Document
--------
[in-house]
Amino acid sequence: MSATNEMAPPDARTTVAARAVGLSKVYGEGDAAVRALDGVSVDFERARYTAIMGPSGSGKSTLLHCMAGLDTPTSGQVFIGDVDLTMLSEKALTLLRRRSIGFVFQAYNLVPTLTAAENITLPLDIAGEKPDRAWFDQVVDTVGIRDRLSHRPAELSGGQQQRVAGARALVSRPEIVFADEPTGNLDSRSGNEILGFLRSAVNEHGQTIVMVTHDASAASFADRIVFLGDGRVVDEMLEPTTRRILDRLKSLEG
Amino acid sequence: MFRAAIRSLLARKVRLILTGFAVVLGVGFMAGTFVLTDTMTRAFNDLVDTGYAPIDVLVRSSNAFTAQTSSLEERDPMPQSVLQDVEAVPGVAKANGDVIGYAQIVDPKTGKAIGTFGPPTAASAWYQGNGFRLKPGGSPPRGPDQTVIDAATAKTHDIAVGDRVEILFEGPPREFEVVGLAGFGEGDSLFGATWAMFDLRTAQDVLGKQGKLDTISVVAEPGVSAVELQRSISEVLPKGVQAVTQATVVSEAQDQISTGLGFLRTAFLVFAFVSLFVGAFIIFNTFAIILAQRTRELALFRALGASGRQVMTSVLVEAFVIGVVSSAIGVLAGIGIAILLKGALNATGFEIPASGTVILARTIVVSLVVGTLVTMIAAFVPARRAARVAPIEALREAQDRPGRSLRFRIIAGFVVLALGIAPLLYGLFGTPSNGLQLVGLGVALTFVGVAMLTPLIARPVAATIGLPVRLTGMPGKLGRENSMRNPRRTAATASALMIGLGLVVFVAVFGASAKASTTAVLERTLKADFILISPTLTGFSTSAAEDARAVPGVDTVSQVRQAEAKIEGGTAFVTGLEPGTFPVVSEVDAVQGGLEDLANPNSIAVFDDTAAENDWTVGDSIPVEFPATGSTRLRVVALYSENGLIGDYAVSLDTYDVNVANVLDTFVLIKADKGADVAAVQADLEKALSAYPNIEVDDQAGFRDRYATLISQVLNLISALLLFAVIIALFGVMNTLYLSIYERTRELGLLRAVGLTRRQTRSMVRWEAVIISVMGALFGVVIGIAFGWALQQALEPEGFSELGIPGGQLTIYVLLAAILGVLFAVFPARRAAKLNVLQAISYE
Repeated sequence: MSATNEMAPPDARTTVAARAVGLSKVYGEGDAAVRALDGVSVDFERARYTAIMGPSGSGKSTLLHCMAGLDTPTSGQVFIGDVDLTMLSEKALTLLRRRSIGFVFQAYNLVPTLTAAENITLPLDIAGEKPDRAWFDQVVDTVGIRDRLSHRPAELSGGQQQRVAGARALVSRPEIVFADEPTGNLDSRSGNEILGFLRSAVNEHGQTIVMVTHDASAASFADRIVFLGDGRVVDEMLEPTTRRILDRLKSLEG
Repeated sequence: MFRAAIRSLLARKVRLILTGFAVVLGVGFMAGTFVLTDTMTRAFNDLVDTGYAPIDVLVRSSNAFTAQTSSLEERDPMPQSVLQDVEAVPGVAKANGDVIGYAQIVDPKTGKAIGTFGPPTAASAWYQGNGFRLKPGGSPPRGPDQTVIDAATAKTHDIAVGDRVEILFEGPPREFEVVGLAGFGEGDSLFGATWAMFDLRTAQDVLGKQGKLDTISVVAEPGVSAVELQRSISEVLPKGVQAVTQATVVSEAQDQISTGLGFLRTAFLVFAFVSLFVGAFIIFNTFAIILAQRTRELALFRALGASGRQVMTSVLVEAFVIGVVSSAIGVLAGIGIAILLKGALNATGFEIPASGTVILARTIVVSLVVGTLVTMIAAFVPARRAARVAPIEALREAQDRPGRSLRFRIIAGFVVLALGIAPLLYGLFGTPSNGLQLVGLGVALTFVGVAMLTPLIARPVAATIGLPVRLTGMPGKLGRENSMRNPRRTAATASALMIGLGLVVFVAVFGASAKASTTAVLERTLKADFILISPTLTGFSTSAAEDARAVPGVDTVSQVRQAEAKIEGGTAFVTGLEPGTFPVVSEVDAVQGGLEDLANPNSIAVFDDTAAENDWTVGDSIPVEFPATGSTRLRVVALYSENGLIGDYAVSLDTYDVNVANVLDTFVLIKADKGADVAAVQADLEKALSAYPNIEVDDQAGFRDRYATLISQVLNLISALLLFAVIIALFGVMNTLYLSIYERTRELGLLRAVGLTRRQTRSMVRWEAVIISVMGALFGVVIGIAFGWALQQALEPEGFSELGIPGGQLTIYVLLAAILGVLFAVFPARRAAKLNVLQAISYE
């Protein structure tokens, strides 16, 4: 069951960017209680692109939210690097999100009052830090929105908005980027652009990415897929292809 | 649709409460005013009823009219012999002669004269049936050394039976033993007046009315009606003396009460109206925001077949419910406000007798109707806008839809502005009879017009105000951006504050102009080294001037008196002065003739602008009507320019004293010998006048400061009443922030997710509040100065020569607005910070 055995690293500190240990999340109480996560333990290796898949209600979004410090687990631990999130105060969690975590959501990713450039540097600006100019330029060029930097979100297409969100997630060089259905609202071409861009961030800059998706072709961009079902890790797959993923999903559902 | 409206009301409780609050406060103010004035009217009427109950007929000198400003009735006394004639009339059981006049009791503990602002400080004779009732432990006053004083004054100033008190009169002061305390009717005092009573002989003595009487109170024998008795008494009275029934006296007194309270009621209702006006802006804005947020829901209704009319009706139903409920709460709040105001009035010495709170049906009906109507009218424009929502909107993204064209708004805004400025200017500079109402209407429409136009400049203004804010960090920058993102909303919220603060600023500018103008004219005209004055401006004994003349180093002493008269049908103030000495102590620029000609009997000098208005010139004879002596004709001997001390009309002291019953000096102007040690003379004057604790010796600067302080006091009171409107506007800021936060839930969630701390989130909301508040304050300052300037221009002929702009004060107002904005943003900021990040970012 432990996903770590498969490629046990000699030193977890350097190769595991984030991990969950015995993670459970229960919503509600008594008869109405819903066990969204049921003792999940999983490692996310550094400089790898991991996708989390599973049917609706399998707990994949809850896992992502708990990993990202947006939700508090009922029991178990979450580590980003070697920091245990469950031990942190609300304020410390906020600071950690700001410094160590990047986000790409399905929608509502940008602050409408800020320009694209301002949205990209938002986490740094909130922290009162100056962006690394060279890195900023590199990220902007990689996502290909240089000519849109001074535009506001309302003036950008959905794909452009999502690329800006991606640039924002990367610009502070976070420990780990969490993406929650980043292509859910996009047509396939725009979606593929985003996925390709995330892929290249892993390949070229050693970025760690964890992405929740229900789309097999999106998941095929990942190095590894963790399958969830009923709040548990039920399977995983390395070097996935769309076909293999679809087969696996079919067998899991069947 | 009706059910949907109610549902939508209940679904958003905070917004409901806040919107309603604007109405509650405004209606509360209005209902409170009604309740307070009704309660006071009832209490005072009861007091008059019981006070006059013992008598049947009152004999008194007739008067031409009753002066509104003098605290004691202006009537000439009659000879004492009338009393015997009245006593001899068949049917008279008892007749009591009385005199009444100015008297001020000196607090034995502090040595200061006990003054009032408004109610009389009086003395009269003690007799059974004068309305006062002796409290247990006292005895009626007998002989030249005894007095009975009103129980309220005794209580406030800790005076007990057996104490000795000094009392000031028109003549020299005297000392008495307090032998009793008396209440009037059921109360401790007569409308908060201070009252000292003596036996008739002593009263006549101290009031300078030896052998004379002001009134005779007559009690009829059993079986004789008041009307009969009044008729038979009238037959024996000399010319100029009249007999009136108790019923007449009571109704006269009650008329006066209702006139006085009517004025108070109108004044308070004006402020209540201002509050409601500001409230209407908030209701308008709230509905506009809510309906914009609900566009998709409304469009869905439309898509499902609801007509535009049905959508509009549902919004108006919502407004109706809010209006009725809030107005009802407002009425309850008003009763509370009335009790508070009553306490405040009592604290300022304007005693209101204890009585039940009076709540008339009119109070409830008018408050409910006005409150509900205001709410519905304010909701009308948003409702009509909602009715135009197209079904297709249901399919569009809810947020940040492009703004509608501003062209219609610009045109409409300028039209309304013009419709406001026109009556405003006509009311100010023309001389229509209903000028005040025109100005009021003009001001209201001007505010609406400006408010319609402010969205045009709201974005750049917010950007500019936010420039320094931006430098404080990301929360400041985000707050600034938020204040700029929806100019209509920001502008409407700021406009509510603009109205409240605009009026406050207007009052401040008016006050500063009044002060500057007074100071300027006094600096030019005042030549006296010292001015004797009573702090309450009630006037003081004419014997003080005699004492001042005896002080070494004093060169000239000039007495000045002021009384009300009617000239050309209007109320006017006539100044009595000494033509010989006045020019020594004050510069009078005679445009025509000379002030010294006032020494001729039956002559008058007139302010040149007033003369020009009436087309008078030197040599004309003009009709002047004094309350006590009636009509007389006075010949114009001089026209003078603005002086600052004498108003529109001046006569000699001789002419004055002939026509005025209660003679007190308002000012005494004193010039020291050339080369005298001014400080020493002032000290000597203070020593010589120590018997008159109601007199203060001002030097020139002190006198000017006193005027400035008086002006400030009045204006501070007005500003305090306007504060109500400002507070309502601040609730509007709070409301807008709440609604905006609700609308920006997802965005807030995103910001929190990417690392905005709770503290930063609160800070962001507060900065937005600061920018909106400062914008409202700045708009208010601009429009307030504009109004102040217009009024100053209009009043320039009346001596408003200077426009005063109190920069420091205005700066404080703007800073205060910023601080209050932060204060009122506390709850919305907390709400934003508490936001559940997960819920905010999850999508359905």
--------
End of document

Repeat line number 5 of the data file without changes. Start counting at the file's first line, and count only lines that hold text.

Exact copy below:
Repeated sequence: MFRAAIRSLLARKVRLILTGFAVVLGVGFMAGTFVLTDTMTRAFNDLVDTGYAPIDVLVRSSNAFTAQTSSLEERDPMPQSVLQDVEAVPGVAKANGDVIGYAQIVDPKTGKAIGTFGPPTAASAWYQGNGFRLKPGGSPPRGPDQTVIDAATAKTHDIAVGDRVEILFEGPPREFEVVGLAGFGEGDSLFGATWAMFDLRTAQDVLGKQGKLDTISVVAEPGVSAVELQRSISEVLPKGVQAVTQATVVSEAQDQISTGLGFLRTAFLVFAFVSLFVGAFIIFNTFAIILAQRTRELALFRALGASGRQVMTSVLVEAFVIGVVSSAIGVLAGIGIAILLKGALNATGFEIPASGTVILARTIVVSLVVGTLVTMIAAFVPARRAARVAPIEALREAQDRPGRSLRFRIIAGFVVLALGIAPLLYGLFGTPSNGLQLVGLGVALTFVGVAMLTPLIARPVAATIGLPVRLTGMPGKLGRENSMRNPRRTAATASALMIGLGLVVFVAVFGASAKASTTAVLERTLKADFILISPTLTGFSTSAAEDARAVPGVDTVSQVRQAEAKIEGGTAFVTGLEPGTFPVVSEVDAVQGGLEDLANPNSIAVFDDTAAENDWTVGDSIPVEFPATGSTRLRVVALYSENGLIGDYAVSLDTYDVNVANVLDTFVLIKADKGADVAAVQADLEKALSAYPNIEVDDQAGFRDRYATLISQVLNLISALLLFAVIIALFGVMNTLYLSIYERTRELGLLRAVGLTRRQTRSMVRWEAVIISVMGALFGVVIGIAFGWALQQALEPEGFSELGIPGGQLTIYVLLAAILGVLFAVFPARRAAKLNVLQAISYE